https://www.thetechedvocate.org/3-major-theories-of-motivation-that-massively-boost-engagement-in-elearning-courses/

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Report: Shrinking share of adults thinks college is ‘important’

Filed under: Online Learning News — Ray Schroeder @ 12:03 am

Jeremy Bauer-Wolf, Education Dive

About half of U.S. adults (51%) think having a college education is “very important,” according to a recent poll from Gallup that solicited responses from around 2,000 people.  However, the data shows the public’s view of higher education has diminished in recent years. In 2013, 70% of respondents to a similar survey said college was “very important,” though a bigger share of respondents in 2019 said college was “fairly” important (36%) than did in 2013 (23%).  The decline was pronounced among two groups: adults ages 18 to 29 and self-identified Republicans. Pundits have expressed concern about research that shows waning trust in academia among conservatives.

https://www.educationdive.com/news/report-shrinking-share-of-adults-thinks-college-is-important/569701/

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January 17, 2020

How the Next Decade’s Technological Tsunami Will Change Life as We Know it

Filed under: Online Learning News — Ray Schroeder @ 12:10 am

Nick Bilton, Vanity Fair

And yet a decade from now, on the eve of 2030, we’ll look back at today in astonishment at how primitive life was in 2019. By then, it’s likely that cars will drive themselves. They won’t even look like cars, more like traveling gyms or gaming cars or mobile beds to nap on during your commute. Some will fly. (Maybe most of them will.) The TV on your wall will be replaced by wallpaper that screens images. Your phone could be replaced with a contact lens, or some glasses that (finally) look like glasses. Siri or Alexa will feel like another human living in your house—a creepy, invasive, all-knowing human—that will not only be able to understand sarcasm and intonation but will be able to identify which family member is talking to it, and respond with sarcasm and intonation in kind. You won’t shop on Amazon; Amazon will know exactly what you need, and when you need it, and boxes of groceries or diapers or dog poop bags will just show up at your house in what some people are calling “zero click shopping.”

https://www.vanityfair.com/news/2019/12/new-technology-2020-will-change-life-as-we-know-it

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China has started a grand experiment in AI education. It could reshape how the world learns.

Filed under: Online Learning News — Ray Schroeder @ 12:05 am

Karen Hao, MIT Technology Review

As machines become better at rote tasks, humans will need to focus on the skills that remain unique to them: creativity, collaboration, communication, and problem-solving. They will also need to adapt quickly as more and more skills fall prey to automation. This means the 21st-century classroom should bring out the strengths and interests of each person, rather than impart a canonical set of knowledge more suited for the industrial age. AI, in theory, could make this easier. It could take over certain rote tasks in the classroom, freeing teachers up to pay more attention to each student. Hypotheses differ about what that might look like. Perhaps AI will teach certain kinds of knowledge while humans teach others; perhaps it will help teachers keep track of student performance or give students more control over how they learn. Regardless, the ultimate goal is deeply personalized teaching.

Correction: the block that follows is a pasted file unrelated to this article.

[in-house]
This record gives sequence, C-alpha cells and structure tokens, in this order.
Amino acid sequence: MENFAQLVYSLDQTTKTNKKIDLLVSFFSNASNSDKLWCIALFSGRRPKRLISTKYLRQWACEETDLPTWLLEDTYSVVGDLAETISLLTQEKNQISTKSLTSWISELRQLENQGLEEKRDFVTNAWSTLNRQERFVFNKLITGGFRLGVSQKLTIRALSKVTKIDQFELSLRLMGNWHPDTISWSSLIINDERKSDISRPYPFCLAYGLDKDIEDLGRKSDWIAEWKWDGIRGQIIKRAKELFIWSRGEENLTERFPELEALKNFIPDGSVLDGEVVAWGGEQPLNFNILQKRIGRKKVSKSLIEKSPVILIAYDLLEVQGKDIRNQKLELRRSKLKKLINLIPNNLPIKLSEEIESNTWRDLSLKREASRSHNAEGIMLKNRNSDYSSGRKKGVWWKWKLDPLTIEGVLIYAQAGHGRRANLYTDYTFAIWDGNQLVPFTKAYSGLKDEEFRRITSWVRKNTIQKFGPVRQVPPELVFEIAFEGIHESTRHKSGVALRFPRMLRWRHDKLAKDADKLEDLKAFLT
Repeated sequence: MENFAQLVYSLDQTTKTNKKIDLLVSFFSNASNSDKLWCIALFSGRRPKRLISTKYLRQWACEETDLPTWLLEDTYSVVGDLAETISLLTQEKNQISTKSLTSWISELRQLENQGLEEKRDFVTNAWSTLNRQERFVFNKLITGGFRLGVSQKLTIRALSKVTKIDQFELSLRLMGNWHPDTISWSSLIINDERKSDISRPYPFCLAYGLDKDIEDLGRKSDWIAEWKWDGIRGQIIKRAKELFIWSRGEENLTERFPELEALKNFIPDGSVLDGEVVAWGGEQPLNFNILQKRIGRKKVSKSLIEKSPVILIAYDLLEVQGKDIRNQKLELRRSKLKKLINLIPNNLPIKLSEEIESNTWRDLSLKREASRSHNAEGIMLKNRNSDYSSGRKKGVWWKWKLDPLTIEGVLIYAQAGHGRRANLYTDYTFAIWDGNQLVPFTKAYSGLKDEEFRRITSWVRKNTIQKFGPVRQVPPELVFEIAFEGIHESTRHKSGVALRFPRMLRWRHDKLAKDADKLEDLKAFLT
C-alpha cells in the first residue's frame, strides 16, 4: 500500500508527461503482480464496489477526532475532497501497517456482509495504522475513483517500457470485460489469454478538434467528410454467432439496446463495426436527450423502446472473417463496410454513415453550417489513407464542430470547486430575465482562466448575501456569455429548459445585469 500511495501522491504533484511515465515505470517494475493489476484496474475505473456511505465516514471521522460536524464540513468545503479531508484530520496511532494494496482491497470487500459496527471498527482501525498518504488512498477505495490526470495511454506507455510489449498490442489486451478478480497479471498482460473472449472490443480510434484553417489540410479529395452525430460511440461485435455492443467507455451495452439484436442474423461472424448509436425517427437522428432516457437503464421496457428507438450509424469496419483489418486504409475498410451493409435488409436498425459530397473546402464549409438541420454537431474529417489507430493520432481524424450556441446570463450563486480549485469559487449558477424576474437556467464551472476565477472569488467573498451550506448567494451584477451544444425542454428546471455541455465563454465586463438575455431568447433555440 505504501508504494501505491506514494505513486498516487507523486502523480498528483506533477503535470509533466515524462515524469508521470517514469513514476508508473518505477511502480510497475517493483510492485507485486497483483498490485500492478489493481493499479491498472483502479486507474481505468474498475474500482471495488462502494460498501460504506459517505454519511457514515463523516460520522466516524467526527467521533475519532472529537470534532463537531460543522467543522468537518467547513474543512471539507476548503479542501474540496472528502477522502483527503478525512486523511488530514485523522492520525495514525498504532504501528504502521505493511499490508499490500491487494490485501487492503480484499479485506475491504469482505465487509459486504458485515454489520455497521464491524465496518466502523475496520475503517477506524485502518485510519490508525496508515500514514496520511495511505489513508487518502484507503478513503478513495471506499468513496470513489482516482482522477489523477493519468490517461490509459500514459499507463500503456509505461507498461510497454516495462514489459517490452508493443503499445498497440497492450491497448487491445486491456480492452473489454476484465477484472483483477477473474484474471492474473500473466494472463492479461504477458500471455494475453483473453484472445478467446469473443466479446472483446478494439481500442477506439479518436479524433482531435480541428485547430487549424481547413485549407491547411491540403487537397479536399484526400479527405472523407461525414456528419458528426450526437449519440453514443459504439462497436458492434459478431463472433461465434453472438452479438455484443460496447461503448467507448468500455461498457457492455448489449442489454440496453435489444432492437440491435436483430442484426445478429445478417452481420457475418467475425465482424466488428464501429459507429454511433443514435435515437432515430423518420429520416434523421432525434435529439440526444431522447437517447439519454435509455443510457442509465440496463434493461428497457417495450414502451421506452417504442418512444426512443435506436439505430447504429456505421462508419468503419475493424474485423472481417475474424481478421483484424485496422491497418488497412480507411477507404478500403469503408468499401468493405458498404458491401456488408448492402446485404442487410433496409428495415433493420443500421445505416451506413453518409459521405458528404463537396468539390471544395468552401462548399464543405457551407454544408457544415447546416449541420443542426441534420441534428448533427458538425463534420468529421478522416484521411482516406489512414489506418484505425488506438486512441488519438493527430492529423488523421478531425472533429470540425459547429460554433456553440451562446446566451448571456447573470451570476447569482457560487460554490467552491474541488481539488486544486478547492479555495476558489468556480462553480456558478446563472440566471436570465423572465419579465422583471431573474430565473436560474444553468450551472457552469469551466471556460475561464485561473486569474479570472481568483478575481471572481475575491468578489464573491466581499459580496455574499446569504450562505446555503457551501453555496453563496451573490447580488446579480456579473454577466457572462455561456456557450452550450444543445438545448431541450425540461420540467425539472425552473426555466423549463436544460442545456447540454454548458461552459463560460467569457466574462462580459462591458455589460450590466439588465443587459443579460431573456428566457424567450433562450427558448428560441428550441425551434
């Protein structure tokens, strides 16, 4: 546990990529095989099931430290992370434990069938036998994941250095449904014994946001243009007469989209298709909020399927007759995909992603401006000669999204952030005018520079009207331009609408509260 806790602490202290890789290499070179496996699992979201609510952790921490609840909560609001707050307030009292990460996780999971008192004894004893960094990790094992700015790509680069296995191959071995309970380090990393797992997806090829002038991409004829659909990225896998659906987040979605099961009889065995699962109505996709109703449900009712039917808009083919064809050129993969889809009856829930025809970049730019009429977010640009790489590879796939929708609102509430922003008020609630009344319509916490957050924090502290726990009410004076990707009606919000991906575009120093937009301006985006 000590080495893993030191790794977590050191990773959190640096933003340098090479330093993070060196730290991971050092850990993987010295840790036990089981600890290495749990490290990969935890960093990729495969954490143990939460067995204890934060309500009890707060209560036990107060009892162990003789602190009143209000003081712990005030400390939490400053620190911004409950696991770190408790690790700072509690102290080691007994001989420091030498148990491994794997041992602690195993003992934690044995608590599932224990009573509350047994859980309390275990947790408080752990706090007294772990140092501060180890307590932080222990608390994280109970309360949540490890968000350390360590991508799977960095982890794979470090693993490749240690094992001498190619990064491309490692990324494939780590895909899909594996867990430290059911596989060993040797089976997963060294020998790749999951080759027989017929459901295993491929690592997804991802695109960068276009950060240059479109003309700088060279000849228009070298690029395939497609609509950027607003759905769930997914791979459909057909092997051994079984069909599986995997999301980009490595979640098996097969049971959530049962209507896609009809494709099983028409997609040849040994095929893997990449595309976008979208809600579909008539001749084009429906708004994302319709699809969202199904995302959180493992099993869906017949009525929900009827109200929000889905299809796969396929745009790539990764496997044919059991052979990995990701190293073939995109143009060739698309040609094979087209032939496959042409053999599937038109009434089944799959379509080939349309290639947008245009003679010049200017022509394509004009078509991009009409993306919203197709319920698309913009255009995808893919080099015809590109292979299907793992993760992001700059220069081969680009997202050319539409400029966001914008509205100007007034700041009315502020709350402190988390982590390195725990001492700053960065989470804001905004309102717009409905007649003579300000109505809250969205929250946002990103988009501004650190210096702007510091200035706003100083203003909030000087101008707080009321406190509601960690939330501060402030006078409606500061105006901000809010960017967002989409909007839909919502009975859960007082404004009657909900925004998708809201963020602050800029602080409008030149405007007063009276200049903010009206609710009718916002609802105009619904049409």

https://www.technologyreview.com/s/614057/china-squirrel-has-started-a-grand-experiment-in-ai-education-it-could-reshape-how-the/

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The Decade Great Education Became More Available

Filed under: Online Learning News — Ray Schroeder @ 12:03 am

Gregory Ferenstein, Forbes

When I think back on the decade, one area of the tech industry stands out as having made big strides on a long-held dream: education. One of the great promises of the information age was that it would usher in an era where nearly anyone around the globe could have access to some of the best teachers and educational resources. The 2010s made a huge leap forward toward that goal.

https://www.forbes.com/sites/gregoryferenstein/2020/12/31/the-decade-great-education-become-more-accessible/#778f36f34ea3

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January 16, 2020

2019’s Most Popular Massive Online Courses According to Class Central

Filed under: Online Learning News — Ray Schroeder @ 12:05 am

By IBL News

ClassCentral.com issued a list of the 100 most popular free online university courses of 2019. These MOOCs have been developed by 68 universities. In the past eight years, over 900 universities have launched 13,500 online courses, which have been taken by 110 million learners. Class Central’s ranking is based on data generated from the users on its website, specifically regarding enrollments and bookmarks.